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Intercos Teams With Italian University for Joint Lab

The leading cosmetics manufacturer and the University of Milano-Bicocca will join efforts in conducting scientific researches to develop new solutions for beauty.

MILAN — In an unprecedented move in the Italian beauty landscape, leading cosmetics manufacturer Intercos Group has inked a five-year agreement with the University of Milano-Bicocca to team up in conducting scientific research on formulations and sustainable processes aimed at developing innovative beauty products.

A shared laboratory hosting researchers and tech equipment from both parties will also be established on one of the university’s campuses, specifically the one at Vedano al Lambro, a 20-minute drive from Intercos headquarters.

Dubbed “Joint Lab,” the laboratory will officially kick off its activities in September. The initial, shared investment in the operation was more than 1 million euros.

A technical scientific committee comprising four representatives of each party will set the general guidelines for the development of activities and definition of operational projects.

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At the signing of the deal, Intercos’ founder and president Dario Ferrari recalled previous, one-off collaborations with the multidisciplinary university but defined the new, long-term agreement as “one-of-a-kind.”

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“Since the very beginning of this company, we understood that research and innovation was the only way to grow. We wanted to be the company that could invest more money, energy and workforce in innovation in the world of cosmetics globally, and we managed to do that,” said Ferrari, underscoring that more than 1,000 Intercos employees work in R&D.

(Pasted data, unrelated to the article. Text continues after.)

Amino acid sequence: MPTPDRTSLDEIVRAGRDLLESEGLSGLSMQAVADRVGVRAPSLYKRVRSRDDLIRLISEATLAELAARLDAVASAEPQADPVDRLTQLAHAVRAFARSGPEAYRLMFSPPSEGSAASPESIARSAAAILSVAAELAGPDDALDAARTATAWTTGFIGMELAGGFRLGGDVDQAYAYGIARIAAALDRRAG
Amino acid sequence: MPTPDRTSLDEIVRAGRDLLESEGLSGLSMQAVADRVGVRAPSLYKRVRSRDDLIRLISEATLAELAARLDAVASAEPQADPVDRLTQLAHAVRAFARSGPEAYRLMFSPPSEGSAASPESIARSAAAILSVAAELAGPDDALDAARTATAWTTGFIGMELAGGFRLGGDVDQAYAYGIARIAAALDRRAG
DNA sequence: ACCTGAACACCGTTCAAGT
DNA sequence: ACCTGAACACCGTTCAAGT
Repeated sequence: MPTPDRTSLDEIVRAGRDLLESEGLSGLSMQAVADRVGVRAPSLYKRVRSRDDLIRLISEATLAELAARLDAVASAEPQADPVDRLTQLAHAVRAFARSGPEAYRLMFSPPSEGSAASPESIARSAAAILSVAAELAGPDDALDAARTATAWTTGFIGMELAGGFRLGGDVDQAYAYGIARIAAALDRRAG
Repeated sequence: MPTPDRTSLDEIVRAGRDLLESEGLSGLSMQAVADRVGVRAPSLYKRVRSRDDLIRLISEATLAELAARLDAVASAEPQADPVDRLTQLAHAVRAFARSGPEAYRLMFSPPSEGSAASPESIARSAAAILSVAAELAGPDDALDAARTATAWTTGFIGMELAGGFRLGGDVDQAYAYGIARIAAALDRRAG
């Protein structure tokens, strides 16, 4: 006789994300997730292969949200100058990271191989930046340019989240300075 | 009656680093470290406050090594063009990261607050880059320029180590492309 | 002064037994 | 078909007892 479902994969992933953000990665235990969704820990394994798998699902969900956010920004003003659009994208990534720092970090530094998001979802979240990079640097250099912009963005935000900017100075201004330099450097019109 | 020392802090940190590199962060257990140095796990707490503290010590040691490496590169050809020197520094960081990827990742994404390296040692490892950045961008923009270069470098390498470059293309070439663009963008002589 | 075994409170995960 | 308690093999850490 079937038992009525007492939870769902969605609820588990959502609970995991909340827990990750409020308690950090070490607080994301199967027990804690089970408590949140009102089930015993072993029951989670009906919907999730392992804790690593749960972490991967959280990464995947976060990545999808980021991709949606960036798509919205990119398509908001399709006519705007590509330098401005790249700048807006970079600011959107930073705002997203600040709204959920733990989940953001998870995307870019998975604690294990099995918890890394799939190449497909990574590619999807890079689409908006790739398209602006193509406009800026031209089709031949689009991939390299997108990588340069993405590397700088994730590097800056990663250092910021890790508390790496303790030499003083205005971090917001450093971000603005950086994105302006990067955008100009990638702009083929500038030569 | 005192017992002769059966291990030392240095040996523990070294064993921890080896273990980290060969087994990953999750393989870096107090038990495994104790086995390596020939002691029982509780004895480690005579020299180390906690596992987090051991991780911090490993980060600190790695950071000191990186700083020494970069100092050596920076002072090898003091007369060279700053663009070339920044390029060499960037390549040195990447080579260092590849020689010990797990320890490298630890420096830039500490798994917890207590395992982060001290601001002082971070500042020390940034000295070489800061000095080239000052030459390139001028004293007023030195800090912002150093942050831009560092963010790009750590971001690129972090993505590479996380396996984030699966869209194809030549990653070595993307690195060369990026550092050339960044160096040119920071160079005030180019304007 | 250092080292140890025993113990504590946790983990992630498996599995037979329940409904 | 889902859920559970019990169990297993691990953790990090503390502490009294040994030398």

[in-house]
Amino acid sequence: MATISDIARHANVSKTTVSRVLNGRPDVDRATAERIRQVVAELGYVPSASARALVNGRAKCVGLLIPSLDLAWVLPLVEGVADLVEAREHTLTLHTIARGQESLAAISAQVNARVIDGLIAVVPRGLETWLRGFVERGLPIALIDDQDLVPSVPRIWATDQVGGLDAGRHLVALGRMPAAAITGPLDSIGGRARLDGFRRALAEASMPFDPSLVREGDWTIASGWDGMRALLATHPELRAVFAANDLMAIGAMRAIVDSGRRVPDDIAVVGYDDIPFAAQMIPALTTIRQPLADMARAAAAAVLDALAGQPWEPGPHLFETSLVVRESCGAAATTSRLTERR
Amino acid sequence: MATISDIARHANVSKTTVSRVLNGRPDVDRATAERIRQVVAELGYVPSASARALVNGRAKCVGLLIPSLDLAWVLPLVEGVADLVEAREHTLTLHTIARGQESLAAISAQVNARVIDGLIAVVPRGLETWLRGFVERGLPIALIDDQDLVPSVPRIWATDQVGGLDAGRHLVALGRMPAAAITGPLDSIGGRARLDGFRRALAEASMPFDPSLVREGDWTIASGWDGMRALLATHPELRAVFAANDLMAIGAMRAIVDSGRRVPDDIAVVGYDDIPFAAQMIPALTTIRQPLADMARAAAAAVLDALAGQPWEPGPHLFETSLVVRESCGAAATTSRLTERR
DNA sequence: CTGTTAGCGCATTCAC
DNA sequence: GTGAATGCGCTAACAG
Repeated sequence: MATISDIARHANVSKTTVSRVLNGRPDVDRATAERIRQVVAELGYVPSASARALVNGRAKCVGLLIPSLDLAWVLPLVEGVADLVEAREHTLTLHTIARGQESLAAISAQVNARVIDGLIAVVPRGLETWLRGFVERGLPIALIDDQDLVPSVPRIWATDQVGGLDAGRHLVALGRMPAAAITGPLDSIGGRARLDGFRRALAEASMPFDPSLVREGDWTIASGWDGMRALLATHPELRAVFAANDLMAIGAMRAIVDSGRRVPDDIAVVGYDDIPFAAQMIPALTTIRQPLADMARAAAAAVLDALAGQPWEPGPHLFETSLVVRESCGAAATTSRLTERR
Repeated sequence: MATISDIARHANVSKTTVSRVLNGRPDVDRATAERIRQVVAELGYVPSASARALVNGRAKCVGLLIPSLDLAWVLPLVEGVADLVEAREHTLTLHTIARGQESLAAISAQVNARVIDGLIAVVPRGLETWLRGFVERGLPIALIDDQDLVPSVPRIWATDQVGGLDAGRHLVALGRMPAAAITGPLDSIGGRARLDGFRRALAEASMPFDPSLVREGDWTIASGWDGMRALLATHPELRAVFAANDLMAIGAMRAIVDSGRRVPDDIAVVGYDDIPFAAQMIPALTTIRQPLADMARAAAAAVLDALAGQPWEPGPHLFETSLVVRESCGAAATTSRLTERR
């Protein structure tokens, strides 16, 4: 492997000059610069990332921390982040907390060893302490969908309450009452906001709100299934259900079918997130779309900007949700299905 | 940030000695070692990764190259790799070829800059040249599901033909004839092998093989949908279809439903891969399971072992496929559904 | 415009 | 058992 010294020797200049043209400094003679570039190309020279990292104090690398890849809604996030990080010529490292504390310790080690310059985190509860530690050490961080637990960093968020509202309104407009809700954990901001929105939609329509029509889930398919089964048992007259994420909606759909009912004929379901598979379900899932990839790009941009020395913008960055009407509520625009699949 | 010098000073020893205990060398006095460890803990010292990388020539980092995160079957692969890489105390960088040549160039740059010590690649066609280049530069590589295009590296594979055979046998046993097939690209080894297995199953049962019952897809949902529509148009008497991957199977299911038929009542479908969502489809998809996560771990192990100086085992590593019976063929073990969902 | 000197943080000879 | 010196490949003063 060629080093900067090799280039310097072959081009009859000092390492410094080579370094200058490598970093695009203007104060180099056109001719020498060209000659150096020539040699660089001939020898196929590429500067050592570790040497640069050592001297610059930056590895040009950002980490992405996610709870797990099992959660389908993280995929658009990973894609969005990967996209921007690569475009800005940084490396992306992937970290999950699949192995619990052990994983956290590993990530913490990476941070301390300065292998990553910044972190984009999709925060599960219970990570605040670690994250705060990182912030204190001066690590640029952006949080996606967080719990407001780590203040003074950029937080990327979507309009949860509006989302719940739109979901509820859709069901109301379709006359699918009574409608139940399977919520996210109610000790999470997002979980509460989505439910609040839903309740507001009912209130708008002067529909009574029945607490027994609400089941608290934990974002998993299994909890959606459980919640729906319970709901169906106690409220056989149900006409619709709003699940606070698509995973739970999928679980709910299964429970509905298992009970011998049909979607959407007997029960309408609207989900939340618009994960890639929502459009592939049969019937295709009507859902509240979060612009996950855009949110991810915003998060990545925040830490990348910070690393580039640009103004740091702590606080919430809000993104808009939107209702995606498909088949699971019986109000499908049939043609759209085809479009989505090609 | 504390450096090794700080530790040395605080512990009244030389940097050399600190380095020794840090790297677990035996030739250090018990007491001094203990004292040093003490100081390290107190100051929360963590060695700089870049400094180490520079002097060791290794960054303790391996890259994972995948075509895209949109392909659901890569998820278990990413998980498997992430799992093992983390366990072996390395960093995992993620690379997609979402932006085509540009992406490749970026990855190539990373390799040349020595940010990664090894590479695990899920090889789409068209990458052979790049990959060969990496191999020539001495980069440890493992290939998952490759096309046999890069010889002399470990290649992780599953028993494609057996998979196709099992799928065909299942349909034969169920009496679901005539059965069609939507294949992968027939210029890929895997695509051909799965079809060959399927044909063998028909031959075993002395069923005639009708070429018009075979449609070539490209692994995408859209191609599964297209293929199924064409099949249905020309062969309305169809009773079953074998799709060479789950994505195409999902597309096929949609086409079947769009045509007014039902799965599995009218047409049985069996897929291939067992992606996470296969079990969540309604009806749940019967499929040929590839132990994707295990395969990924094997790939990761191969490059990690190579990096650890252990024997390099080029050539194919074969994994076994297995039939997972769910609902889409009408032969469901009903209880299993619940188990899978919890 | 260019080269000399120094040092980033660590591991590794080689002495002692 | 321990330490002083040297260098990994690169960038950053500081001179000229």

“We have always worked in-house. We know that research and innovation are things you can’t buy: they are the result of years of work, and you have to create them from the inside,” continued Ferrari, highlighting that Intercos will specifically bring to the collaboration its know-how in raw materials and active ingredients, developed over the last 25 years, as well as its knowledge of the market.

The executive identified the main challenge of the partnership in creating a common language “since as of today we speak two different ones” but said the collaboration will be fruitful and result in new solutions in cosmetics.

“The result will be proportional to our ability to turn [discoveries] into efficient, commercial opportunities and take them to the market. This will be our goal and, presumption aside, I believe Intercos is really the ideal vehicle to promote any new idea and product in the cosmetics industry, as we know all the brands and have privileged relationships with key companies,” Ferrari said.

For the university’s dean Giovanna Iannantuoni, the collaboration could also provide key learning helping the institution in improving its courses to match the real demands of the industry.

“Cosmetics are often considered the ‘poor relatives’ of pharmaceuticals but there’s a lot of people applying for this industry because it has been making progress in leaps and bounds and it moves faster than pharmaceutical. We move in a more agile way, which is rooted in the nature of our business itself, so we can bring a way of thinking that’s innovative and faster,” Ferrari said.

Founded in 1972, Intercos supplies makeup and skin care to around 450 customers globally. It employs about 5,800 people worldwide, distributed through 11 research centers, 15 production plants and 15 sales offices on three continents.